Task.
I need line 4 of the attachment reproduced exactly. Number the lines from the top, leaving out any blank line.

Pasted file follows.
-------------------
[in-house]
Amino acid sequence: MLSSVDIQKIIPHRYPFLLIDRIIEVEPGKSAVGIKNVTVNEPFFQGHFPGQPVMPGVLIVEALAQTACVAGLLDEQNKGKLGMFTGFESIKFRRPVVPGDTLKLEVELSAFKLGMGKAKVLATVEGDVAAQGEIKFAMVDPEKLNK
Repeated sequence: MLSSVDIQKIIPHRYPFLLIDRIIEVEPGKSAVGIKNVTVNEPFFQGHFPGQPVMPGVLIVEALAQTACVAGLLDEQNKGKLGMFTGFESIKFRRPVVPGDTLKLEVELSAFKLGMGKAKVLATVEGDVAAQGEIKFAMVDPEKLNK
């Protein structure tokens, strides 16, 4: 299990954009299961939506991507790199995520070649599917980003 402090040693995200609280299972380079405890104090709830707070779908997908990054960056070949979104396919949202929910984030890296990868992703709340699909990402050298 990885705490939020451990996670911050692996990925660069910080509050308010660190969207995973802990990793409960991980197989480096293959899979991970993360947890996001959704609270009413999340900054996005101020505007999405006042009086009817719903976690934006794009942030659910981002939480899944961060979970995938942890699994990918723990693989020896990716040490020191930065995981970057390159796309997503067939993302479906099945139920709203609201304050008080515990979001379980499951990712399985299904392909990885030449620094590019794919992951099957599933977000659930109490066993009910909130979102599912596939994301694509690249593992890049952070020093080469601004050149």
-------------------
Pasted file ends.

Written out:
């Protein structure tokens, strides 16, 4: 299990954009299961939506991507790199995520070649599917980003 402090040693995200609280299972380079405890104090709830707070779908997908990054960056070949979104396919949202929910984030890296990868992703709340699909990402050298 990885705490939020451990996670911050692996990925660069910080509050308010660190969207995973802990990793409960991980197989480096293959899979991970993360947890996001959704609270009413999340900054996005101020505007999405006042009086009817719903976690934006794009942030659910981002939480899944961060979970995938942890699994990918723990693989020896990716040490020191930065995981970057390159796309997503067939993302479906099945139920709203609201304050008080515990979001379980499951990712399985299904392909990885030449620094590019794919992951099957599933977000659930109490066993009910909130979102599912596939994301694509690249593992890049952070020093080469601004050149």